Ancient Triassic woodlouse discovery in Dutch Winterswijk


Winterswijk quarry with reconstruction drawing of Gelrincola winterswijkensis.  © Photo: Herman Winkelhorst, drawing by Erik-Jan Bosch (Naturalis Biodiversity Center)

Gelrincola winterswijkensis, A: Light microscope photo. B: Fluorescence microscope photo. C: Interpretative drawing. © Mario Schädel & prof. dr. Joachim Haug, Bulletin of Geosciences

Translated from Utrecht University in the Netherlands today:

Oldest woodlouse in the Netherlands discovered in Winterswijk quarry

A fossil woodlouse from the Triassic age, aged between 247 and 242 million years, has been discovered in the Winterswijk quarry. Never before has such an old woodlouse fossil been found in the Netherlands. It also turns out to be a new species. The find is extra special because fossil woodlice are extremely rare: until recently only nine species from the Triassic were known worldwide. The special fossil can be admired from 8 June on in Naturalis Biodiversity Center.

Woodlice do not only live in dark places or under stones: about half of all woodlouse species live in the sea. This in itself is not remarkable since woodlice are closely related to crabs and lobsters. The Winterswijk woodlouse also lived in the sea. The researchers named the new species Gelrincola winterswijkensis after the fossil site.

Gelrincola means ‘inhabitant of Gelderland province’.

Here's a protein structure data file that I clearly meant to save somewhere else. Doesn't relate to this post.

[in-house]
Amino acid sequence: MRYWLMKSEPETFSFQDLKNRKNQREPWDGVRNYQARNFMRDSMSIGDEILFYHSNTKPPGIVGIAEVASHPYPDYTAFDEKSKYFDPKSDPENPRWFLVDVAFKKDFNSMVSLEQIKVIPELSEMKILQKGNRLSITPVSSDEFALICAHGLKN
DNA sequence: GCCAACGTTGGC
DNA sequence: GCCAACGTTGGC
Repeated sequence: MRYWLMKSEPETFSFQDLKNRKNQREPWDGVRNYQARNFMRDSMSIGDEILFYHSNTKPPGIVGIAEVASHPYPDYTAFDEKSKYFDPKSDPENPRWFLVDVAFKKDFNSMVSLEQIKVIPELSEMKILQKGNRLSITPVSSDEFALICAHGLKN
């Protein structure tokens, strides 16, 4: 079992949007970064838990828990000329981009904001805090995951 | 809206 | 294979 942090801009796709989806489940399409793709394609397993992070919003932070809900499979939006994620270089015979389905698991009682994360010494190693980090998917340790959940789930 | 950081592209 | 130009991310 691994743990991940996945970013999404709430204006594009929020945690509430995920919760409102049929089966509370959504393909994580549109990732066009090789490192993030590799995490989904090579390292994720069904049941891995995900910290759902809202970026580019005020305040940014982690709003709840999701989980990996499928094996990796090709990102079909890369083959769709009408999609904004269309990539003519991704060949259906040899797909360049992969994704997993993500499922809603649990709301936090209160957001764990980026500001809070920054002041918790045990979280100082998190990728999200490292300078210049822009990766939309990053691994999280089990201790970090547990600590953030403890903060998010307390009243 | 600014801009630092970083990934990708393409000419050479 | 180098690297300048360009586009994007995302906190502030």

The first woodlice appeared about 300 million years ago, during the Carboniferous. There are not many remains as ancient as Gelrincola winterswijkensis. Only ten species of woodlice are known from before the Triassic. More woodlice species are known from the eras after the Triassic. Today, more than ten thousand species of these crustaceans live.

The Winterswijk animal originates from the middle Triassic, a period of 247 to 242 million years ago. Back then Winterswijk was located on the edge of a large inland sea, the so-called Muschelkalk Sea. Along the coast of this Muschelkalk Sea there were extensive tidal plains where many remains of animals have been preserved in the lime mud. In Winterswijk you will find fossils from the sea as well as remains of animals that lived on land.

This yields a wide variety of fossils, including marine reptiles (such as Nothosaurus), fish, seashells, snails, ammonites, lobsters, a horseshoe crab, plant remains, pollen grains, footprints of terrestrial reptiles, and even fossil insects. So now a marine woodlouse can be added to this fossil biodiversity. This creates an increasingly complete picture of the ecosystem of the time. …

In our country, rocks from that interesting period only occur in the Winterswijk quarry.

This summer Naturalis Biodiversity Center and Utrecht University will continue to search for fossils there. A new visitors centre will be built next to the quarry, where the most important fossils from the quarry will be exhibited.

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